And sometimes the cooperation seems only a prelude to conflict.

But rather than simply adopt the machismo of war-words, we can go beyond the surface similarities.

We can study and learn something about planning and executing business strategy from the actual techniques of martial combat.  Here, we look at some of the tactical techniques utilized by the military and codified in military manuals worldwide.

Some of techniques of maneuver and attack are familiar to most people.  Others, not so well-known.

The best strategic maneuver, of course, is one that Sun Tzu recommended more than 2,000 years ago.  Sun Tzu urged us to consider techniques that would yield bloodless victories.

He said:  “To fight and conquer in all your battles is not supreme excellence; supreme excellence consists in breaking the enemy’s resistance without fighting.”

Most of us are not blessed with the kind of acumen or situation that affords us the luxury to win without battle.  And so we must make do with techniques that can yield victory, if applied judiciously and the proper place and time.

Business Lessons:  Circumspection a Must

But we must be circumspect and shrewd.

We must observe certain principles, and the hallmark of a sound principle is its successful application, across time, to situations in which the terms and technology may change, but the principle still holds.

Principles serve as a north star to guide us, to keep us going in the right direction.

In conflict situations, The Principles of War offer us guiding ideas for executing any straBritish Business Lessons from their Stupendous Loss?tegy against a determined opponent – Objective, Offensive, Economy of Force, Maneuver, Unity of Command, Mass, Security, Surprise, and Simplicity.

The point is to think strategically . . . to exert a measure of control over a chaotic world, a sometimes hostile world.

All smart and successful organizations make use of war principles but call them something else.  We call them efficiency tools and such like.

But let’s call them what they are.

Let’s do call them “Principles of Competition” . . . because they can be utilized by anyone involved in any conflict, great or small . . . they can be used at the organizational level . . . and they can be used at the personal level.

Many countries and many theorists have devised principles of war over the centuries.  This noble and venerable lineage stretches back to the time of Sun Tzu, Thucydides, Vegetius, Machiavelli, Clausewitz, Jomini, Foch, and many other notables.  But regardless of the time and place and personality, the principles have always retained a sameness . . .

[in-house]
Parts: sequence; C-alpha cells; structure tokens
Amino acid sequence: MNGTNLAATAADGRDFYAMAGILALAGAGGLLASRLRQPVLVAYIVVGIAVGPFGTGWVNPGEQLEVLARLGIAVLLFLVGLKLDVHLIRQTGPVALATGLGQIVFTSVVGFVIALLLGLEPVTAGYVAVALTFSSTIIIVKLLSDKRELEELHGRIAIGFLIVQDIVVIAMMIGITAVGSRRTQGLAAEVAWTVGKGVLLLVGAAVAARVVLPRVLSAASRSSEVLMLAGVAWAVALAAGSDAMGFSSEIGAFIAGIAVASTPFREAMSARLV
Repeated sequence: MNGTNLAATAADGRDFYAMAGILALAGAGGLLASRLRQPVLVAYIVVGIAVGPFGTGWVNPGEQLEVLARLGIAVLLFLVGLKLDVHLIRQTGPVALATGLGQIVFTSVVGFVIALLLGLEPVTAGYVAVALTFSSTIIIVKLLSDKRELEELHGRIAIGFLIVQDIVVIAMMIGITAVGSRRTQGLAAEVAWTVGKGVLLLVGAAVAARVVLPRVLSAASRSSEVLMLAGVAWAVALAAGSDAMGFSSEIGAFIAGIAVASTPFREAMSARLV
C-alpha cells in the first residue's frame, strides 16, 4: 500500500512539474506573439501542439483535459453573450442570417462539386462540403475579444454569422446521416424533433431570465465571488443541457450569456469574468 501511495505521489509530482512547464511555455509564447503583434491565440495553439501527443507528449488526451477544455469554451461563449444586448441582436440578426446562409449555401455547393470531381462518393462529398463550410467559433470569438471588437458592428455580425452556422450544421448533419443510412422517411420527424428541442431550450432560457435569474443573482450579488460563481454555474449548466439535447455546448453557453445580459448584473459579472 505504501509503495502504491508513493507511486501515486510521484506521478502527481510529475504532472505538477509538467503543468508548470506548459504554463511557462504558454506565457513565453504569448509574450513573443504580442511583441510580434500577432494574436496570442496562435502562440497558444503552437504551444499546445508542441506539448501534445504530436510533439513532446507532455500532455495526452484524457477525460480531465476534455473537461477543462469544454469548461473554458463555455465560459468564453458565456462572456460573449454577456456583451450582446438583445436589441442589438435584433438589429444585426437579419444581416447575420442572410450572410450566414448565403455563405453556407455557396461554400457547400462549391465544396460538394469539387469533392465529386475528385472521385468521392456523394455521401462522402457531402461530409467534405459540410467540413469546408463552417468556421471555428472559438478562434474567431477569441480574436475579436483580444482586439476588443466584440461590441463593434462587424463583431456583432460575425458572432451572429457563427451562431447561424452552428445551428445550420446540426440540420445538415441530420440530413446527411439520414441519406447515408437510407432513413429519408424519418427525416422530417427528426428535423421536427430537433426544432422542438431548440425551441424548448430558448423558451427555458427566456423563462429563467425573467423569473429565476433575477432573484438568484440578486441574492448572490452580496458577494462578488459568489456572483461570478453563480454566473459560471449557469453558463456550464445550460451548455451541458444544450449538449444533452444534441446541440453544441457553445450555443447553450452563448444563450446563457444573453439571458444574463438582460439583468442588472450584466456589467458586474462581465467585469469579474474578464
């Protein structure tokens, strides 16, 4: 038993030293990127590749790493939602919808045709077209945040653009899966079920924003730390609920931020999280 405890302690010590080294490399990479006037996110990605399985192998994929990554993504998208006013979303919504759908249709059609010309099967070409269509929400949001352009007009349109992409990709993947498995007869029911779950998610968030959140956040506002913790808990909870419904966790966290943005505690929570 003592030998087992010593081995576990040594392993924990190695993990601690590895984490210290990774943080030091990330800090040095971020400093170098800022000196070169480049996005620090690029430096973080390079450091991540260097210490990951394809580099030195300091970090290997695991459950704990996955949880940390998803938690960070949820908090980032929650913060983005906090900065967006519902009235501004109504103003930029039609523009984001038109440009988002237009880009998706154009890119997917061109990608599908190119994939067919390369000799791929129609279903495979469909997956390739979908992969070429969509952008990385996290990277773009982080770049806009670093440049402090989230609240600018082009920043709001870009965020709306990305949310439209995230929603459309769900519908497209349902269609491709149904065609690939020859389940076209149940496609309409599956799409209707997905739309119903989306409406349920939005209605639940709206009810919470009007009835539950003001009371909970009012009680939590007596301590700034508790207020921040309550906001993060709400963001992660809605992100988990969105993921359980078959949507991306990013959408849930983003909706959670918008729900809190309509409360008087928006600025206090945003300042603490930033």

Principles may change at the periphery, but they maintain a steadfast core character.

Business Lessons:  Principles of Competition

For this seminar on Business Lessons, we appropriate for ourselves a set of Principles of War distilled by British Colonel John Frederick Charles Fuller during World War One and into the mid-1920s and adopted almost immediately in a slightly differKursk offers a Business Lesson against the Frontal Attackent form, by the United States military.

These are principles that had been handed down less formally for centuries.

The lessons learned on the battlefield can help us in the boardroom and they can help us compete effectively against a determined and equally capable competitor.

Here, we examine business lessons from the great battles of history – General Pagondas at Delium in 424 BC, Hannibal at Cannae in 216 BC, Lee at Chancellorsville and Gettysburg in 1863.  We look to Zulu Chief Cetshwayo at Isandlwana in 1879, Hitler’s Blitzkrieg of France in 1940, the Battle of Kursk in 1943, Israel’s Raid on Entebbe in 1976, and the First Gulf War, among others.

Was Friday’s seminar delivered with elan and panache?  With brio?

Was it an especially powerful presentation?

One hopes, and we’ll see.

The jury is still out on this one and we await the verdict.

For more in-depth discussion of Business Lessons from the military realm, consult Strategic Thinking Skills.  For more on delivering business lessons in the most powerful way, consult The Complete Guide to Business School Presenting.

What We Don’t Know about Business Presentations

“What we don't know”

In 2002, former Secretary of Defense Donald Rumsfeld was widely ridiculed for his “what we do not know” convolution that tended to confound his critics.

But when analyzed, his succinct turn of phrase showed that his critics had much to learn.

Just as we have much to learn about business presentations.

What We Don’t Know . . .

Rumsfeld said this: